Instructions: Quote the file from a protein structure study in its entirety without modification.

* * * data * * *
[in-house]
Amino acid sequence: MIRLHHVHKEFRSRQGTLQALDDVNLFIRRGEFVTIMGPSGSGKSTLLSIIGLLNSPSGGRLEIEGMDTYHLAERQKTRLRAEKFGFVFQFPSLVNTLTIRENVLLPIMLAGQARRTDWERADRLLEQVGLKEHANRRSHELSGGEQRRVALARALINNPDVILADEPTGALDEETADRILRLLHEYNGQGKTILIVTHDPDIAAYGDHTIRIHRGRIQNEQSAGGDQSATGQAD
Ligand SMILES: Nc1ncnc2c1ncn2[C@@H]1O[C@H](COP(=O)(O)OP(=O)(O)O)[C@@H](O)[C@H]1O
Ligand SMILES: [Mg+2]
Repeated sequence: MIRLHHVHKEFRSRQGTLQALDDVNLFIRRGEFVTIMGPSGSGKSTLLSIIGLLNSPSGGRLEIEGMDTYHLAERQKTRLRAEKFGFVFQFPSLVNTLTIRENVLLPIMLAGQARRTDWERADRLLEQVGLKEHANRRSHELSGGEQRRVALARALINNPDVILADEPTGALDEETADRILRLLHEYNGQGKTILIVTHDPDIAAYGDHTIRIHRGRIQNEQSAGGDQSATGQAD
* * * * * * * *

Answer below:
[in-house]
Amino acid sequence: MIRLHHVHKEFRSRQGTLQALDDVNLFIRRGEFVTIMGPSGSGKSTLLSIIGLLNSPSGGRLEIEGMDTYHLAERQKTRLRAEKFGFVFQFPSLVNTLTIRENVLLPIMLAGQARRTDWERADRLLEQVGLKEHANRRSHELSGGEQRRVALARALINNPDVILADEPTGALDEETADRILRLLHEYNGQGKTILIVTHDPDIAAYGDHTIRIHRGRIQNEQSAGGDQSATGQAD
Ligand SMILES: Nc1ncnc2c1ncn2[C@@H]1O[C@H](COP(=O)(O)OP(=O)(O)O)[C@@H](O)[C@H]1O
Ligand SMILES: [Mg+2]
Repeated sequence: MIRLHHVHKEFRSRQGTLQALDDVNLFIRRGEFVTIMGPSGSGKSTLLSIIGLLNSPSGGRLEIEGMDTYHLAERQKTRLRAEKFGFVFQFPSLVNTLTIRENVLLPIMLAGQARRTDWERADRLLEQVGLKEHANRRSHELSGGEQRRVALARALINNPDVILADEPTGALDEETADRILRLLHEYNGQGKTILIVTHDPDIAAYGDHTIRIHRGRIQNEQSAGGDQSATGQAD